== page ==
by Rebecca Nimerfroh
Sarah Butler (née Coffee) should have been ecstatic.
As a recent nursing school graduate, Sarah had just landed her first job as the new nurse in Dr. George Butterworth's Nantucket practice, a cushy Monday-through-Friday 9-5, a far cry from the nightshifts, weekends and holidays that most first-year nurses endure. But even as she signed the contract for her employment, a secret worry gnawed at her that stood between this Cape Cod native and her future on this island.
It was housing and the question of whether she could afford to live here, even with a salary of over $30 per hour. Why? Because the housing she had found, a room in a house with a shared kitchen and bath, was $1,600 a month, more than 50% of her monthly take-home pay.
"I did the math, and after paying rent, student loans and other bills, I'd have about $50 left over," Sarah explains. So this new nurse who once traveled to Africa to work in orphanages in Liberia and Ghana, and with a deep passion for helping others, was forced to leave the island after only six months in her position.
"She was a great nurse," says Shawn DiPace, Group Project Analyst at the Nantucket Cottage Hospital. "And she left because of housing. That was it. She didn't leave for any other reason but that she couldn't afford it."
Bruce and Elisabeth Percelay at the Boston Pops concert when news of the donation was made public (Gene Mahon)
Bruce and Elisabeth Percelay hope to change all this. With their record- breaking donation of $10 million dollars (the largest family donation to a Nantucket non-profit in the history of the island) toward the construction of the new Nantucket Cottage Hospital, the couple plans to pave the way for a new building that will also provide hospital employee housing. "We're trying to let people know that the game has changed," Bruce says to me when I meet with him and his wife in their island home just a few days after the news of their donation was announced. "We've got to build a housing facility."
Next to Bruce is a yellow legal pad and a phone, and his wife Elisabeth tells me he's been on it all day. "As part of this gift, Bruce has agreed to help with the fundraising," Elisabeth says. And with a sprawling network both social and professional, he seems like the perfect person for the job. As the publisher of N Magazine, founder and chairman of the real-estate investment firm The Mount Vernon Company, and owner of two Nantucket boutique hotels -- 76 Main and 21 Broad -- this hefty contribution to the hospital is something so much more personal than just a number.
"This runs deep," Bruce says. Having first come to the island with his family when he was five, Nantucket has always played a tremendous part in his life, and with the recent passing of his father, this donation has come at a very pertinent time. With two young sons of his own, Bruce says, "To tell your little kid that daddy had a role in this, that's what we want."
Continues Elisabeth, "The hospital is what allows us all to be here, because if we didn't have a hospital, not so many people would be eager to spend a summer here or live here. It's so essential, especially with little kids who are going to be in that emergency room more times than I even care to think about right now." She laughs.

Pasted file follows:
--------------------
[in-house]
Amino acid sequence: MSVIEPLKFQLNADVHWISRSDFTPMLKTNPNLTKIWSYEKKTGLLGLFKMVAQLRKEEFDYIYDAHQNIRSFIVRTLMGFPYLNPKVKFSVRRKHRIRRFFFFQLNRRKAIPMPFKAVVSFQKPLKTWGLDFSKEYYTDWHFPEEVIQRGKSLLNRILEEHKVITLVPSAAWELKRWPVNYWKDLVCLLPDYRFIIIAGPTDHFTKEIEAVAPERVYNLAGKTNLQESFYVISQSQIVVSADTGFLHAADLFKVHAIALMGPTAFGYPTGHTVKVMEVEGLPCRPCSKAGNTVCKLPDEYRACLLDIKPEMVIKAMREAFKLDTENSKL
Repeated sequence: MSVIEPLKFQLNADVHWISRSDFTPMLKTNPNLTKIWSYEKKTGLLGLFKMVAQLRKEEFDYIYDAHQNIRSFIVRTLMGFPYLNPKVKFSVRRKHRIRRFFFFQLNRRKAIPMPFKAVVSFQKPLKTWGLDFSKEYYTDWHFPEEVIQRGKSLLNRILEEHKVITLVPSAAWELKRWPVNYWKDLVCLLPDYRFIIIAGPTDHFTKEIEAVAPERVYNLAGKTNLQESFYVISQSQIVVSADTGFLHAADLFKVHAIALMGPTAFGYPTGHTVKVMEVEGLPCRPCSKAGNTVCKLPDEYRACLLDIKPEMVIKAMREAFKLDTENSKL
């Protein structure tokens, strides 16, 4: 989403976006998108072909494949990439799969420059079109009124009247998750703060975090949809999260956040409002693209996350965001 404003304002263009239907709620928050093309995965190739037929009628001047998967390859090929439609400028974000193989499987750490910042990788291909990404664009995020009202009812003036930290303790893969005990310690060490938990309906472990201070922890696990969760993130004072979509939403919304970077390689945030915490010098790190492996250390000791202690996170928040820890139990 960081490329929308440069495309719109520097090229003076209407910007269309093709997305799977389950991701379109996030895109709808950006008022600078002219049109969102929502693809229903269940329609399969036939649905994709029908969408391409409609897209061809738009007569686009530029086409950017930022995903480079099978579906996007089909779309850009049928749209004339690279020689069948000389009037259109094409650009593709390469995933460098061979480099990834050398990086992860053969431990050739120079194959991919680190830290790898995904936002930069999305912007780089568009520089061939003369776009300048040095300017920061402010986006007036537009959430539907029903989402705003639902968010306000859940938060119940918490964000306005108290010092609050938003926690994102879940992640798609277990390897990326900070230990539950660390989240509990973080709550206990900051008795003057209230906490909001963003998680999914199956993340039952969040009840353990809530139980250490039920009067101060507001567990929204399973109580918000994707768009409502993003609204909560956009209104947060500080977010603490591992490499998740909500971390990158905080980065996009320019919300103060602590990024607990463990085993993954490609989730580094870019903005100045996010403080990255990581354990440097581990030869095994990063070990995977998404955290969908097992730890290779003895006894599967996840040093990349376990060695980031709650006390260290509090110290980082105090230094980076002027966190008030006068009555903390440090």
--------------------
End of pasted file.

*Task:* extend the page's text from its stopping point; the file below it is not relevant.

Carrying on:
"We recognize that building a hospital alone is not enough here," Bruce says. "You cannot attract quality medical personnel by giving them sub-standard housing. The hospital deserves top-flight talent but top-flight talent will not work in an antiquated building and live in antiquated housing. We felt doing one without the other was self-defeating. We said, ok, let's make a meaningful gift, a match and then beyond to get to the point when we can build the building and build a place where people can live in attractive surroundings."
Bruce continues by saying, "Having a great facility for both the hospital and housing, you're going to be able to attract better people, and that will result in better quality of care. It's good for us and it's good for everybody. There's no one who can't benefit from a hospital that's great because you never know when you're going to need it. I don't care what age you are, who you are, or how much money you have. You don't know. I certainly want to know that if something should happen, we can rely on the quality of care that we're going to get here."
On the hospital-owned land of more than an acre behind Holdgate's Island Laundry, this idea will soon become a reality with the much-needed help of additional funding. "We need more than $10 million -- we need about $30 million more," Bruce says. And not only will hospital housing provide an affordable option for employees -- it will cause a positive ripple effect on the entire housing crisis of this community. "It will take pressure off other housing," Bruce explains. "The hospital currently competes for housing with other folks. And all that does is drive rents up. So if the hospital provides its own housing -- you're talking about 60 to 80 people -- that's a lot."